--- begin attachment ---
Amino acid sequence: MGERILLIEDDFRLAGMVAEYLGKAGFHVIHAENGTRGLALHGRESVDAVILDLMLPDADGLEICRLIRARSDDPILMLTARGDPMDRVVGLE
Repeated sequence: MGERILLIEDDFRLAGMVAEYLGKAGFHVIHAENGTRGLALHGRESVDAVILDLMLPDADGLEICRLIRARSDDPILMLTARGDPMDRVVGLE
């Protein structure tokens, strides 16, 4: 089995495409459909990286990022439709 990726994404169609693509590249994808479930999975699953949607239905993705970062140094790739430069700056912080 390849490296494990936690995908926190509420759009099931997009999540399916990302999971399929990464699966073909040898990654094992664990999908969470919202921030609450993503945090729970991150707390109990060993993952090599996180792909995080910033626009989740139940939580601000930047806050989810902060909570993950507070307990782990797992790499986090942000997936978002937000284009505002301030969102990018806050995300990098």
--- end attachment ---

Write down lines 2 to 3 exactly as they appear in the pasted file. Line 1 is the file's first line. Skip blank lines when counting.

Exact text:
Repeated sequence: MGERILLIEDDFRLAGMVAEYLGKAGFHVIHAENGTRGLALHGRESVDAVILDLMLPDADGLEICRLIRARSDDPILMLTARGDPMDRVVGLE
């Protein structure tokens, strides 16, 4: 089995495409459909990286990022439709 990726994404169609693509590249994808479930999975699953949607239905993705970062140094790739430069700056912080 390849490296494990936690995908926190509420759009099931997009999540399916990302999971399929990464699966073909040898990654094992664990999908969470919202921030609450993503945090729970991150707390109990060993993952090599996180792909995080910033626009989740139940939580601000930047806050989810902060909570993950507070307990782990797992790499986090942000997936978002937000284009505002301030969102990018806050995300990098």